WoW Blog (Woman of the Week) Blog

WoW Blog (Woman of the Week)

Each week this blog will feature a prominent woman who made significant contributions to engineering or science. If you have any women you'd like us to feature please let us know and we'll do our best to include them.

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Woman of the Week – Madam C.J. Walker

Posted December 09, 2019 4:30 PM by lmno24

Sarah Breedlove, better known as Madam C.J. Walker, was an African-American entrepreneur, philanthropist and activist. She was one of the wealthiest self-made women in America at the time of her death in 1919.

Her fortune came from developing a line of cosmetics and haircare specifically targeted for African-American women. Her products were sparked from a common issue among many African American women at the time – dandruff and other scalp ailments. At the time, soap was very rough and used harsh products like lye.

Her life had a rough beginning. Her parents died young and she was sent to live with her sister and brother in law, who abused her. At 14, she escaped and married her first husband and gave birth to her daughter in 1885. Her husband, Moses McWilliams, passed away only two years later so she moved to St. Louis, where her brothers lived.

She learned about hair care from them, and others who worked as barbers. She worked as a washerwoman for $1.50 a day and went to school at night. She also met her second husband, Charles J. Walker, an advertiser who later helped her market her hair care business.

Around this time, she also noticed her hair falling out and other scalp issues. She began to experiment with multiple remedies and treatments. She came up with a method of hair care that included scalp care and preparation, lotions and using a hot comb. Eventually, the system became known as the Walker System.

There was some controversy alleging that she took some ideas from Annie Pope-Turnbo, an African-American entrepreneur with her own hair care method. It’s unclear exactly what happened, but history does show that Walker worked for Pope-Turnbo as a sales agent before starting her own experimentation and eventually her own line of products. The products were vegetable based and they were a gentler alternative to harsh, lye-based treatments people were used to.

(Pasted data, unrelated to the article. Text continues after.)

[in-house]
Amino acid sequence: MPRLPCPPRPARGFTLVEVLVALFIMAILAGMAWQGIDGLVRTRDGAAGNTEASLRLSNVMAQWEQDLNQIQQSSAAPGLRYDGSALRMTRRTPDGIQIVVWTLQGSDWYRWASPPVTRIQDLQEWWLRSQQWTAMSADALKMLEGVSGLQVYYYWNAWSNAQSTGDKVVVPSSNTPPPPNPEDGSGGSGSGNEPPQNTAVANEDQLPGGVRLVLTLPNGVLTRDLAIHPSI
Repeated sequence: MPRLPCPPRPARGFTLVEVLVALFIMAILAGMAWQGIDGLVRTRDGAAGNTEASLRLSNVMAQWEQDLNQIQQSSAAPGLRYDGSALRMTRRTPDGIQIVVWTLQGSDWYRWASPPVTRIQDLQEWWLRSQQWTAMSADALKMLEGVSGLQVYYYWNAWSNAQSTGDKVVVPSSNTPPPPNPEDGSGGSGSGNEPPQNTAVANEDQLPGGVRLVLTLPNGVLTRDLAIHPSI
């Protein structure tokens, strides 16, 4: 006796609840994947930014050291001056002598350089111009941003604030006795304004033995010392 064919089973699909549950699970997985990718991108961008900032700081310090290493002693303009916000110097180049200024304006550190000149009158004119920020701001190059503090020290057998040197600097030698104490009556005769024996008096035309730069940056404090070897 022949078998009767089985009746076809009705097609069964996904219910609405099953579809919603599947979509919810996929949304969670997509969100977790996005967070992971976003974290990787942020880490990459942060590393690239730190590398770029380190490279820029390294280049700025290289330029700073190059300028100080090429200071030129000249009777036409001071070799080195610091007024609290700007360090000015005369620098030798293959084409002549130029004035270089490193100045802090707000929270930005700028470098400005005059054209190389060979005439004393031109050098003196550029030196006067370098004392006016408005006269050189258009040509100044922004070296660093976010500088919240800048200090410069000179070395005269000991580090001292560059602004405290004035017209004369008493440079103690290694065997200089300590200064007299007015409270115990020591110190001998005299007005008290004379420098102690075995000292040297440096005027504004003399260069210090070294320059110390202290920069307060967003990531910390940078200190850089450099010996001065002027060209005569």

Walker had a knack for self-promotion and business skills and her husband had a successful advertising career. That combination helped her succeed greatly when she took her hair care system around the rural South, educating African-American women about how to best care for their hair. She performed scalp treatments on women who faced similar issues and armed them with the skills and knowledge to care for their hair.

She’d go from town to town holding classes and training “agents” who would continue to share the knowledge and products after Walker left. Eventually, she shifted focused to a mail order business to help supply the “Walker agents” around the country. The business was so successful that she was earning the equivalent of $150,000 a year in today’s market.

She spent much of her earnings on philanthropic efforts. She pledged money to her local YMCA, scholarships and more. Her agents were also successful and many earned up to $40 a month selling the systems, equivalent to about $1,200 today.

When she died in 1919 at age 51, she was eulogized as the first female self-made millionaire in America. Her net worth was about $600,000 when she died. She bequeathed $100,000 to orphanages and much of the remaining fortune was given to charity.

Her daughter took over the company and it continued manufacturing until 1981. In 2016, organic hair and skincare manufacturer Sundial Brands launched a collection of haircare products that bears Walker’s name. The collection is sold at Sephora and is specially formulated to meet the haircare needs for people of color.


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